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~ Background ~
I do around 25,000 miles in my car every year, which entitles me to a company car. My previous model, a Vauxhall Zafira 2.2 Elegance, had served me very well over the previous 3 years but it was really starting to show the signs of a lot of miles in a short time. I was fortunate enough early this year to have finally got a long awaited promotion, which meant I could have a look at something a little more interesting. Having said that, the car is still primarily a tool of my trade and so it needed to meet some strict criteria before I decided which car I was going to have for the next 3 years.
Part of the deal we have with our agency is that we get extended test drives on 3 choices from the car list. The cars I chose were the new Audi A4, a Volvo V50 1.8SE, and finally the Jaguar X-type 2.0D S Estate. All three cars had features that really stood out, and whilst the Jag won out in the end I thought I'd share a few things about the Volvo with you.
Being on the road a lot, and having a young child, there are certain things that I need from a car. I do some seriously long journeys so comfort is paramount, as are safety and reliability. Needless to say, it has to provide good handling on smaller roads and be responsive on motorways. Since I spend half my working life sat inside a car, the looks and feel of the interior tend to be a lot more important than the exterior, though I freely admit there are some cars I wouldn't be seen dead in.
~ Comfort ~
In the relatively short time I had to test it, this car proved to be pretty comfortable, although the seats were a bit more firm than I'd have liked. Longest journey I did was 150 miles, but I'm willing to bet that after more than 200 miles, this one could be quite tough on the buttocks. The suspension provides a very smooth ride, although it lacked that little bit of extra firmness for that sporty feel.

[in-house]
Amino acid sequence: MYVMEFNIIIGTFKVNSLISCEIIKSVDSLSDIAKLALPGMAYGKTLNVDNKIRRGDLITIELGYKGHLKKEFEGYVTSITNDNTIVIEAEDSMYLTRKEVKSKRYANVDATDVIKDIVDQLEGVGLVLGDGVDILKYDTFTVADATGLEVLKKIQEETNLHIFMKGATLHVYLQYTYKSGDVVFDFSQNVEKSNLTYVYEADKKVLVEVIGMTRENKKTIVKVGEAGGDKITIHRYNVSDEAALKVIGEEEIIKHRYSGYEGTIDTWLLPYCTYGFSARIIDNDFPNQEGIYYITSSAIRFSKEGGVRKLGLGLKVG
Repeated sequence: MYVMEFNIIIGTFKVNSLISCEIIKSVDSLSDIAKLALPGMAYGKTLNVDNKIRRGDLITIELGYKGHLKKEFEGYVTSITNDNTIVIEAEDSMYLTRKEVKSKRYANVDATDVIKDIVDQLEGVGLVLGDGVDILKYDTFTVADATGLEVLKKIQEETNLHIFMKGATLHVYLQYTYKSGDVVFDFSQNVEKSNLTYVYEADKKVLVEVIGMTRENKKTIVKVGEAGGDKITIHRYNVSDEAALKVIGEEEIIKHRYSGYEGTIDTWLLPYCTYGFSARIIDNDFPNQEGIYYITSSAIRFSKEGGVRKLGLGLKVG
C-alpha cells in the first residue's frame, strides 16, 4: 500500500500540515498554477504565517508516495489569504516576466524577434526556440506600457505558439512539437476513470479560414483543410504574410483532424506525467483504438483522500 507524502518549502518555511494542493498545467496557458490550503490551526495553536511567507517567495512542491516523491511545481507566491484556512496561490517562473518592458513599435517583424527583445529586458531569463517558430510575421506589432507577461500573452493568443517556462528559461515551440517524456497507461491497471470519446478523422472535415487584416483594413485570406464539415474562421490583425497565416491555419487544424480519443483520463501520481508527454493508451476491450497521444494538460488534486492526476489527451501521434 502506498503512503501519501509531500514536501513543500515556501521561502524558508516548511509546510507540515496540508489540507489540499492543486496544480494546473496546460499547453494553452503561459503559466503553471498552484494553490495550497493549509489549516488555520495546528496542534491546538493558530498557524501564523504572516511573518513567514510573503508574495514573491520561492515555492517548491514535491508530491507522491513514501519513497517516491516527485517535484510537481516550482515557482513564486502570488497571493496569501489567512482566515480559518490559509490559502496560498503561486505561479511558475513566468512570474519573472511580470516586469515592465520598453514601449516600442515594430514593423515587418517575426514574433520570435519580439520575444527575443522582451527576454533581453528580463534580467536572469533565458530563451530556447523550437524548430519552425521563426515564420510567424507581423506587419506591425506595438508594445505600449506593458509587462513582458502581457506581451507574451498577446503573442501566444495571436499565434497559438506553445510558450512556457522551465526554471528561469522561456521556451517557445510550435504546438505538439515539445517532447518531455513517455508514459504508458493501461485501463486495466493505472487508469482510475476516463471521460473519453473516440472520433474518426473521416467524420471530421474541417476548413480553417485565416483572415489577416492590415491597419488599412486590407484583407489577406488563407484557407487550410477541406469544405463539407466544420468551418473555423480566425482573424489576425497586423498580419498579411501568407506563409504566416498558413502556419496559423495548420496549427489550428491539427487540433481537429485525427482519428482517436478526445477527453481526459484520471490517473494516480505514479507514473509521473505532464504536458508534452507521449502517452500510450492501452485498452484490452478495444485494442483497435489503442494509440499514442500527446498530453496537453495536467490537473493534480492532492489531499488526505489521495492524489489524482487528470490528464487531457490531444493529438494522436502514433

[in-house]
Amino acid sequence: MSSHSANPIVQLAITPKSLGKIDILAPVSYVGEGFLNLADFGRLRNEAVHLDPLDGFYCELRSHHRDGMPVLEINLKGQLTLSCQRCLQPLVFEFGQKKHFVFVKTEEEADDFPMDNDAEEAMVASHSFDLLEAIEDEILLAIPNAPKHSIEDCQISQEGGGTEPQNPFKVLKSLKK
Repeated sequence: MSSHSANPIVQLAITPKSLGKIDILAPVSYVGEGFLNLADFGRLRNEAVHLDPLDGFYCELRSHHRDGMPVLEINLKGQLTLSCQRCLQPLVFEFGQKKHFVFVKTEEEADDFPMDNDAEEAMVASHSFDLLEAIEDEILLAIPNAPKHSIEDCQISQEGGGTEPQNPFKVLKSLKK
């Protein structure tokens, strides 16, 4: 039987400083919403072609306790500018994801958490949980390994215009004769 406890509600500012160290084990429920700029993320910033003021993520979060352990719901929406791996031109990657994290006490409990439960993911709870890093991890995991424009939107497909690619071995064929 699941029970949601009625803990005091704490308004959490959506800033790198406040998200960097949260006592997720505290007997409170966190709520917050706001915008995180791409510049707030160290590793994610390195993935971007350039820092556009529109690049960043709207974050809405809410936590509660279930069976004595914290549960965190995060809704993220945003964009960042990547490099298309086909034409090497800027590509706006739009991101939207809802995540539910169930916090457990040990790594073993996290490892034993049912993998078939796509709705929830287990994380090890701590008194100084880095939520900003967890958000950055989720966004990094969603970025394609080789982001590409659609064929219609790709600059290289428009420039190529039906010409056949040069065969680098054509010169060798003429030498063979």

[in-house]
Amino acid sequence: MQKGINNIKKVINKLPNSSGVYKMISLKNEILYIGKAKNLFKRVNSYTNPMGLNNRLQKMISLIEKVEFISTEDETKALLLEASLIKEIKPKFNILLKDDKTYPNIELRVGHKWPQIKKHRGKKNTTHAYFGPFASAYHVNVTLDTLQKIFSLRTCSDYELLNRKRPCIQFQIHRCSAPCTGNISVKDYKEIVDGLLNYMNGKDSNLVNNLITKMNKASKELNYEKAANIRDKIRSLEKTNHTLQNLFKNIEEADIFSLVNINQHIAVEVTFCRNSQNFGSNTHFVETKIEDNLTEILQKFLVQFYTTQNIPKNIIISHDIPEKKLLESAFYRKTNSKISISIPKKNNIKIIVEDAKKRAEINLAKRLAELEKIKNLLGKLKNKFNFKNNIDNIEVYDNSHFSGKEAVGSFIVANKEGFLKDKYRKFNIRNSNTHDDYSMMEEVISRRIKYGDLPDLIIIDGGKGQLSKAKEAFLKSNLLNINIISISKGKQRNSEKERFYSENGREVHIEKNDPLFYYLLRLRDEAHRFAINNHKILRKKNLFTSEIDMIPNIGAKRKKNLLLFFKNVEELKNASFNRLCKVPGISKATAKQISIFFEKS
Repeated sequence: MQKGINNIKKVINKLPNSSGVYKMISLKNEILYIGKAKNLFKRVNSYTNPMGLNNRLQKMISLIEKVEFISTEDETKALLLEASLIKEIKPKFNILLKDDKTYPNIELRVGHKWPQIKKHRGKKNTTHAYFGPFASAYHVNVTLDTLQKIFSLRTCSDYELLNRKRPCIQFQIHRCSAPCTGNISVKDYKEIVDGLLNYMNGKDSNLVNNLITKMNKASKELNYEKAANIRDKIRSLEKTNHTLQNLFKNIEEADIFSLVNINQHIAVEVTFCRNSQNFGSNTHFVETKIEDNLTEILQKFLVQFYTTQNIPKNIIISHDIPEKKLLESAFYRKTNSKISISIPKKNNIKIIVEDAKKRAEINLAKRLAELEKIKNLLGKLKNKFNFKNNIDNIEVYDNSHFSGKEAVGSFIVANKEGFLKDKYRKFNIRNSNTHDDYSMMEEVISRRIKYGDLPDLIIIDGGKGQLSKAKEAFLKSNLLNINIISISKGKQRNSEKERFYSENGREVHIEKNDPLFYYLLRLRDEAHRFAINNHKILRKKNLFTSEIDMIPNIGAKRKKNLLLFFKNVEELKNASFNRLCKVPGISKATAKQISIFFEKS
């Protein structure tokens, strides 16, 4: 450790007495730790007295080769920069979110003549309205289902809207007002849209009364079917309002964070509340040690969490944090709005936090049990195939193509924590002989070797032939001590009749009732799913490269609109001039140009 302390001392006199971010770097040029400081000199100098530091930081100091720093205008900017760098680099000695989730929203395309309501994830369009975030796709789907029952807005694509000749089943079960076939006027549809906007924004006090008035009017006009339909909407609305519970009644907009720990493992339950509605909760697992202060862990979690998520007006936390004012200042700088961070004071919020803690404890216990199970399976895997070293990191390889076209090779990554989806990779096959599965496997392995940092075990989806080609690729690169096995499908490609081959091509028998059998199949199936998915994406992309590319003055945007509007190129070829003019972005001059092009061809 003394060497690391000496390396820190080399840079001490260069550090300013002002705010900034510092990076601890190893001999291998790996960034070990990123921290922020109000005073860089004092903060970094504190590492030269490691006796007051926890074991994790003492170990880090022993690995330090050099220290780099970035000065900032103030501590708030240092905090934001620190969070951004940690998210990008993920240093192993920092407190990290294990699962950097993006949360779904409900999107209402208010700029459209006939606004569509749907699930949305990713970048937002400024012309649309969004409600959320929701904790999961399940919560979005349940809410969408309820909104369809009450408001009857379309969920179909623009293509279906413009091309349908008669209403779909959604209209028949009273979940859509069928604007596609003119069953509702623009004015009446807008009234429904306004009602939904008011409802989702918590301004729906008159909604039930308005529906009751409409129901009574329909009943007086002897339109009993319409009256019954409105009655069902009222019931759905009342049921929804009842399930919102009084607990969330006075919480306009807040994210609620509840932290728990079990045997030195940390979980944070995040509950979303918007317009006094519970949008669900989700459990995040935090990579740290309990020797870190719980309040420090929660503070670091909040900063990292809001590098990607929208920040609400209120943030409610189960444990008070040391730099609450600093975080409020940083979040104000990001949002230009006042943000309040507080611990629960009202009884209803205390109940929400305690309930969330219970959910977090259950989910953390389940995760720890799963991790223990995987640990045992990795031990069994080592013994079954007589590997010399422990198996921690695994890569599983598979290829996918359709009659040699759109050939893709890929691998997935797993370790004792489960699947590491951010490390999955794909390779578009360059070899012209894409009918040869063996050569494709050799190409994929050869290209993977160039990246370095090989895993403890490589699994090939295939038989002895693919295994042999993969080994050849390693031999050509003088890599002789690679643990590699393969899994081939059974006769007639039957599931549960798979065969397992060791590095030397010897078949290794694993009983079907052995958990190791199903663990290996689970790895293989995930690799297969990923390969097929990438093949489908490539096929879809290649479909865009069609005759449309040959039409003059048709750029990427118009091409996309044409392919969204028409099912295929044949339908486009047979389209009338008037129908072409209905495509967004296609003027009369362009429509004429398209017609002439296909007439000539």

~ Reliability ~
I only had this car for a weekend, so I asked our company fleet manager about the reliability of this car. He said that in the time they've had these, nobody has reported any problems, and everyone who has chosen one seems delighted with it.
~ Performance and handling ~
Performance this is where I felt the car really let me down. The use of the term 'Sportwagon' is really tenuous with the car I was given. I have to say that I only had the 1.8l version, which was always going to seem slow after a 2.2, but putting your foot down in this had all the responsiveness of treading blancmange. It also provided one of those seriously scary moments when, as you go to overtake, you realise that the huge gap ahead of you just isn't going to be anywhere near enough. Not only did this car fail to respond quickly, when it actually kicked in it felt like there wasn't much at all in the way of power. It didn't perform too well on the motorway either, as it just seemed so drastically underpowered that I spent all my time in the inside two lanes. Official figures state an acceleration rate of 0-60 mph in 11.0 seconds with a top speed of 124mph, though I have to say the only way the model I got would do those kind of figures would be if it fell of a steep cliff.
Handling wise, the car was very good and copes particularly well on small country roads where you don't need too much power due to its Dynamic Stability and Traction Control (DSTC) anti-skid system. In fact, the only time this car could be described as being fun to drive was around some tight little country lanes we have nearby.